How to best adhere/maintain decal on glasses?
September 3, 2018 8:14 AM   Subscribe

I have a pair of high-end glasses but the sticker decal became all gooey and eroded. I bought a second pair online and I want to prevent it from happening again. I'm thinking some sort of seal on them to prevent it from happening. Any idea what would work best?

Hi all,

I have a pair of glasses that I LOVE but the sticker decal became all gooey and eroded in under a year by the ear. I assume it's likely from sweating, face oils, or hair products... or something like that. Online reviews suggest this has happened to the others that have purchased them.

Hopefully these links to the photos work! I didn't know how to embed them into the explanation.

https://www.dropbox.com/s/qadst63qhglw0ba/MVIMG_20180804_190914.jpg?dl=0
https://www.dropbox.com/s/pg0ufmz95qdccwo/MVIMG_20180804_190945.jpg?dl=0
https://www.dropbox.com/s/dhkv55ipxowrx4s/MVIMG_20180804_191033.jpg?dl=0


They are under warranty and I'm going to have them replaced, BUT I bought an additional pair (exact same) online b/c I really like the glasses. They're no longer sold at the place I purchased them probably b/c they were faulty b/c of the poor wear and tear.

I don't want the same thing to happen to the new pair so I'm hoping to put some sort of seal on them to prevent it from happening. I'd appreciate advice on what would work best.

I'm thinking:
- clear nail polish (I assume I'd have to redo it every 6 months or so...)
- some sort of enamel or varnish but I'm not handy and have no idea if this would be effective.

Thank you!
posted by DorothySmith to Clothing, Beauty, & Fashion (9 answers total) 1 user marked this as a favorite
 
I don't know about Burberry, but whenever I have issues with my Maui Jim sunglasses, I just send them in for repair and depending on the issue, it either gets fixed or they send me a new pair. Have you tried reaching out to Burberry directly and explaining that you had bought an additional pair and you're worried about the potential wear? They might pre-emptively solve this for you by issuing a replacement, especially if it's a known issue.
posted by vivzan at 8:39 AM on September 3, 2018 [1 favorite]


I’d wonder if modpodge might do it.
posted by tilde at 8:55 AM on September 3, 2018 [1 favorite]


Clear nail polish is I believe a perfect solution. And I'm not sure you'll have to re-do it every six months. It's hardy, dries fast and (most importanly) thin. Other varnishes would work, but nail polish has been formulated to put on a thin, clean coat in small amounts, and to set hard and quick.
posted by asavage at 9:09 AM on September 3, 2018 [2 favorites]


Epoxy. Probably more durable than nail polish or varnish. Might be overkill though.
posted by zengargoyle at 9:28 AM on September 3, 2018 [1 favorite]


Oh, be careful and test on a tiny patch on the old ones first. I doubt it's a problem, but most of the things that seem like a good bet are full of solvents and stuff that just might destroy whatever material your glasses are made of. (But most are minor enough and drying fast enough that it shouldn't be much of a problem.)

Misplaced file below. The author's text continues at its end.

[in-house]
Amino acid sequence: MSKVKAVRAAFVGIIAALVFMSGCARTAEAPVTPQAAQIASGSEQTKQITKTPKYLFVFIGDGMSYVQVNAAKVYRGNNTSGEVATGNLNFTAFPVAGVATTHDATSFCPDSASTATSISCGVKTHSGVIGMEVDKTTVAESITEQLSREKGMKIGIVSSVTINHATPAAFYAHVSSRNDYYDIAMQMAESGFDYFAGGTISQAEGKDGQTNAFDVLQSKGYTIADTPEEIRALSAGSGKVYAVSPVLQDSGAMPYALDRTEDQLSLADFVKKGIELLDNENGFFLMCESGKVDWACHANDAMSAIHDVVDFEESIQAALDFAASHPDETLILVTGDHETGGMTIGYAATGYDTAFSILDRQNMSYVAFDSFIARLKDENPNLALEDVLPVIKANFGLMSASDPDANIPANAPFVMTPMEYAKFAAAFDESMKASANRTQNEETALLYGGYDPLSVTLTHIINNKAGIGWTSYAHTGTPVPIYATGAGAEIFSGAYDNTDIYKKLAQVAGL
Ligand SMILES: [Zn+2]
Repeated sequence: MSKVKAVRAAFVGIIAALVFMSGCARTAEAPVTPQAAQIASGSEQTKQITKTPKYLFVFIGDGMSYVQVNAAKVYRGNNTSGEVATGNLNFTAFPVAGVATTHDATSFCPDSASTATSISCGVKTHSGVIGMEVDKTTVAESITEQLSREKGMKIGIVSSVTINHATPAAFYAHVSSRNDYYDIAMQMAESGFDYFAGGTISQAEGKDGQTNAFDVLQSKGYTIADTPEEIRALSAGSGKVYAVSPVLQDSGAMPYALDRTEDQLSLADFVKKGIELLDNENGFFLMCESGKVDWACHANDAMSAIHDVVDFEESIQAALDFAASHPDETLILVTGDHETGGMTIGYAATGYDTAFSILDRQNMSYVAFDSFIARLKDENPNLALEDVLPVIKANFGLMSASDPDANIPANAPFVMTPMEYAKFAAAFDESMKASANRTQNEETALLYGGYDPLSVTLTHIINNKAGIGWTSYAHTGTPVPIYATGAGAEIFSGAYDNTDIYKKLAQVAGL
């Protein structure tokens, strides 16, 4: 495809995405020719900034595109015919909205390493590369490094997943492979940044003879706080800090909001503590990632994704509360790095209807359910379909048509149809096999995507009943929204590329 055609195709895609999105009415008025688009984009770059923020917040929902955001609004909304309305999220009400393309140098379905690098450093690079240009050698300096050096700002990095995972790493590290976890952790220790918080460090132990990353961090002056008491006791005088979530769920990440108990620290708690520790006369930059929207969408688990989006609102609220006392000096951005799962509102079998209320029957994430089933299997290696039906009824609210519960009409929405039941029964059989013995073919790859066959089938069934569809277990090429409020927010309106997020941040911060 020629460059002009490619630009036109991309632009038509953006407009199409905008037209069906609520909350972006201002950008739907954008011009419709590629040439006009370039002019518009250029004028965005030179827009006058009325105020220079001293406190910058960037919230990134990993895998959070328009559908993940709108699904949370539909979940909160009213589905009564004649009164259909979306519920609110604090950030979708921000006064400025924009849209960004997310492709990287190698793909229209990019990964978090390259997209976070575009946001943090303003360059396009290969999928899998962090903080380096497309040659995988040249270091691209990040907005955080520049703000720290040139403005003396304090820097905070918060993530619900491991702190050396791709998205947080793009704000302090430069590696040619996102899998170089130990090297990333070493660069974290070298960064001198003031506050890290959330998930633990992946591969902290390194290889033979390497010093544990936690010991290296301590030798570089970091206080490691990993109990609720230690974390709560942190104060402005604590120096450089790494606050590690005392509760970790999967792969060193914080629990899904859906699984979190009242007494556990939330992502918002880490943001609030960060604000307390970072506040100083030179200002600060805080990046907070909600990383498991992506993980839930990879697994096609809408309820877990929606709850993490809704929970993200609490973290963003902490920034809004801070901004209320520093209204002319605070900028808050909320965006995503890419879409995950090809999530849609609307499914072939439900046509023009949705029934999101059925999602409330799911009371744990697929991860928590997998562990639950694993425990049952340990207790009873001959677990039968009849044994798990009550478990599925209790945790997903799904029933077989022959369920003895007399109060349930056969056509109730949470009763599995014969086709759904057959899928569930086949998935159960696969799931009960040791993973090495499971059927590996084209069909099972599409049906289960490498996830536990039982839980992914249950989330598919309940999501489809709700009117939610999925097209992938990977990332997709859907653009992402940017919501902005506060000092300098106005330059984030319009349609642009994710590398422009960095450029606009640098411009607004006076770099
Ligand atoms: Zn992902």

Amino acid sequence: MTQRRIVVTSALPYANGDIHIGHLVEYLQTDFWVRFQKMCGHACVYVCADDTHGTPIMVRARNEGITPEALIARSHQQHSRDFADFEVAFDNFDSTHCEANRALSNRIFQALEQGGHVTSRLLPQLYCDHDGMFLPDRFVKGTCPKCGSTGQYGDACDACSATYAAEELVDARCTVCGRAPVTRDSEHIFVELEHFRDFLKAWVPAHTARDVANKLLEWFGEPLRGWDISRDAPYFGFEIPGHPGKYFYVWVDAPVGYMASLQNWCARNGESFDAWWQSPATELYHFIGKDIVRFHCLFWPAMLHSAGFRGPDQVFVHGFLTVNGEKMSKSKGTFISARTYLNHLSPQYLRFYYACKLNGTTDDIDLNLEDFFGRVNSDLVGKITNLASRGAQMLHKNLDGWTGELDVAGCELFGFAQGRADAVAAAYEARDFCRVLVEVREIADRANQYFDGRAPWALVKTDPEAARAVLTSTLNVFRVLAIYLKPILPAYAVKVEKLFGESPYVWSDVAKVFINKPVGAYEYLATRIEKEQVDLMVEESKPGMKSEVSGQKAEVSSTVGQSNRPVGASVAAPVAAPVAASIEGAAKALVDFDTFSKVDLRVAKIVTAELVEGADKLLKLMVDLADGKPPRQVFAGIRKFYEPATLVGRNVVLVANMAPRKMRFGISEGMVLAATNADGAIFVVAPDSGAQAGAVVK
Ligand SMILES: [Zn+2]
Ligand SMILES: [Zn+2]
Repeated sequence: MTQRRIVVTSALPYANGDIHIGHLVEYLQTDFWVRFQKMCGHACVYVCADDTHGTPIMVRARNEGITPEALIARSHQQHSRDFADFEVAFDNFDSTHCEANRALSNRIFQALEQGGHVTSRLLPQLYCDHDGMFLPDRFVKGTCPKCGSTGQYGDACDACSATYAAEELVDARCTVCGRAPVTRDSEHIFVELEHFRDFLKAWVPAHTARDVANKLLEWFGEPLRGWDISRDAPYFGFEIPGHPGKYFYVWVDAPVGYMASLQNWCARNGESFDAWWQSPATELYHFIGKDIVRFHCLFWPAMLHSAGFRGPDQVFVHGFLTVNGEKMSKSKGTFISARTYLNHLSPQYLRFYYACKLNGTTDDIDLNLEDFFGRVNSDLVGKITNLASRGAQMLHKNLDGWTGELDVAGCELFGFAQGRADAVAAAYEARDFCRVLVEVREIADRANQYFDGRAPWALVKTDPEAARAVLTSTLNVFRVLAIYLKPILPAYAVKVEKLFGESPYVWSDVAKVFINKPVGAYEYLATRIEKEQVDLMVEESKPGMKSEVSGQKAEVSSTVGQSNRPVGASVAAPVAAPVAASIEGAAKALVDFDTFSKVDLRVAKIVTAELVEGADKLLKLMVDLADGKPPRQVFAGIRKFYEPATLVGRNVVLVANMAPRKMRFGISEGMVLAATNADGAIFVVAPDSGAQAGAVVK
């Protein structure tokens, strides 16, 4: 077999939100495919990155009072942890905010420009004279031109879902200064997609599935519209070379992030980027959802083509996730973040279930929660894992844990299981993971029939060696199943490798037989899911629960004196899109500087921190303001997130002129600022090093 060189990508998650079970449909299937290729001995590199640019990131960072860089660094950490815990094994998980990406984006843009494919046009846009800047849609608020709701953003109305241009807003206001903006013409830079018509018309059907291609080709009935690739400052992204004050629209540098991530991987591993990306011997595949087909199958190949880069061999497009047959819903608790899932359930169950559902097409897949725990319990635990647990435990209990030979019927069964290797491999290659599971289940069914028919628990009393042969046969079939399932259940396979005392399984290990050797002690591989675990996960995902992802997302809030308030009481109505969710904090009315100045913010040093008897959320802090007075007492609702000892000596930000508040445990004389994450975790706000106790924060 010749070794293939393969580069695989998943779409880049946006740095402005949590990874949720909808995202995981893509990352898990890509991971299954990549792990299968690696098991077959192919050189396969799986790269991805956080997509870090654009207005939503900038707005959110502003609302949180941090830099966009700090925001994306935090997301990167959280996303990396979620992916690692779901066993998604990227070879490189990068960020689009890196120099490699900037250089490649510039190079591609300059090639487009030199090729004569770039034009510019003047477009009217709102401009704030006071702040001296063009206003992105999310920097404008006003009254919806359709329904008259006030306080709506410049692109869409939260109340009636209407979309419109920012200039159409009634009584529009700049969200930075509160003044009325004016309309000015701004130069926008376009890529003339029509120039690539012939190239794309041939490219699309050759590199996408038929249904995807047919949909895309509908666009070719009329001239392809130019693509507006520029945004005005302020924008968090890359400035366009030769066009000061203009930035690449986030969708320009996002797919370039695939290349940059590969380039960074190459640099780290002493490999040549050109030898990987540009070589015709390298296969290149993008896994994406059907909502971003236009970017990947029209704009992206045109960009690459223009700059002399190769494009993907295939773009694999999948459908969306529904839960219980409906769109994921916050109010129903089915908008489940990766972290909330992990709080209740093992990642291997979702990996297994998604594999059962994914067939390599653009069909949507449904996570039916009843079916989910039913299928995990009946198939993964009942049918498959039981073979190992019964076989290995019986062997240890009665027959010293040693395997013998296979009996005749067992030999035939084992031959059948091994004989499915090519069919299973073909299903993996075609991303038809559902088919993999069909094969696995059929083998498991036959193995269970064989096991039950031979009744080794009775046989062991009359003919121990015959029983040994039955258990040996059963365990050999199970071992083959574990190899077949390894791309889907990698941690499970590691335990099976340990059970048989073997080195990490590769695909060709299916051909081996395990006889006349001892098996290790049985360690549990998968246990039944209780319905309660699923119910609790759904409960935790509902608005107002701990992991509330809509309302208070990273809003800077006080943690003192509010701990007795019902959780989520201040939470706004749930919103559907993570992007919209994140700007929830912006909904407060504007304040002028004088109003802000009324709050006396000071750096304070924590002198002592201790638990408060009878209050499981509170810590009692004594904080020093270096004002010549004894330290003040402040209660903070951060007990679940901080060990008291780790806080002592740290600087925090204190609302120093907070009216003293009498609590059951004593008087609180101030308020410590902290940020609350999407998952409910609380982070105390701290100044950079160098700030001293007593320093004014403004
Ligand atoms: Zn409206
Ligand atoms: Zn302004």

I warn you of this because I've been taught my lesson. (I melted my X-Wing model trying to use model glue to balance the weight.) So don't ruin your new glasses!

Another thing which I don't actually know is possible but it sounds good... Clear thin heat-shrink tubing. Slide a bit over the frames, apply heat, it shrinks up tight.
posted by zengargoyle at 10:06 AM on September 3, 2018 [2 favorites]


Word of warning: Nail polish is formulated to be worn for, what, two weeks at the most? I used to be a member of a toy-customizing community, and those of us who had been at it for a while usually warned newbies away from using nail polish on their custom jobs, as it can break down and become sticky and gross over time (and that's from just sitting on a shelf instead of being exposed to facial oils, etc. like glasses are). Nail polish can also smear or otherwise ruin some kinds of stickers and decals.

Instead of clear polish, I used to recommend cheap polyurethane varnish (usually sold in craft stores near the craft acrylics). However, I have no idea if it's a good thing to have that varnish up against your face all the time. Mod Podge is another solid suggestion, but again, I don't know how it might interact with the oil and whatnot that gets on glasses.

But I'd be careful with nail polish.
posted by QuickedWeen at 10:14 AM on September 3, 2018


Thank you for the advice! I have reached out to the makers of the glasses a few weeks ago and haven't heard back. I had asked them if they could repair them or send a new decal so I could totally remove the old and put the new on but they never responded. I'll try calling and seeing if I can get anyone to talk to me. :)
posted by DorothySmith at 10:17 AM on September 3, 2018 [1 favorite]


I'd also go for polyurethane spray. Completely mask off all areas that aren't getting sealed and apply a few very thin coats allowing drying in-between. I'd let completely dry for about 48 hours. Even fast drive formulations need that time to completely cure and stop off-gassing.

Going to the manufacturer for a solution first is the best idea, though.
posted by quince at 11:13 AM on September 3, 2018


This probably doesn't need to be said, but juuuuust in case: make sure you remove the lenses before doing any kind of spraying on your glasses.
posted by acidnova at 11:58 AM on September 3, 2018 [2 favorites]


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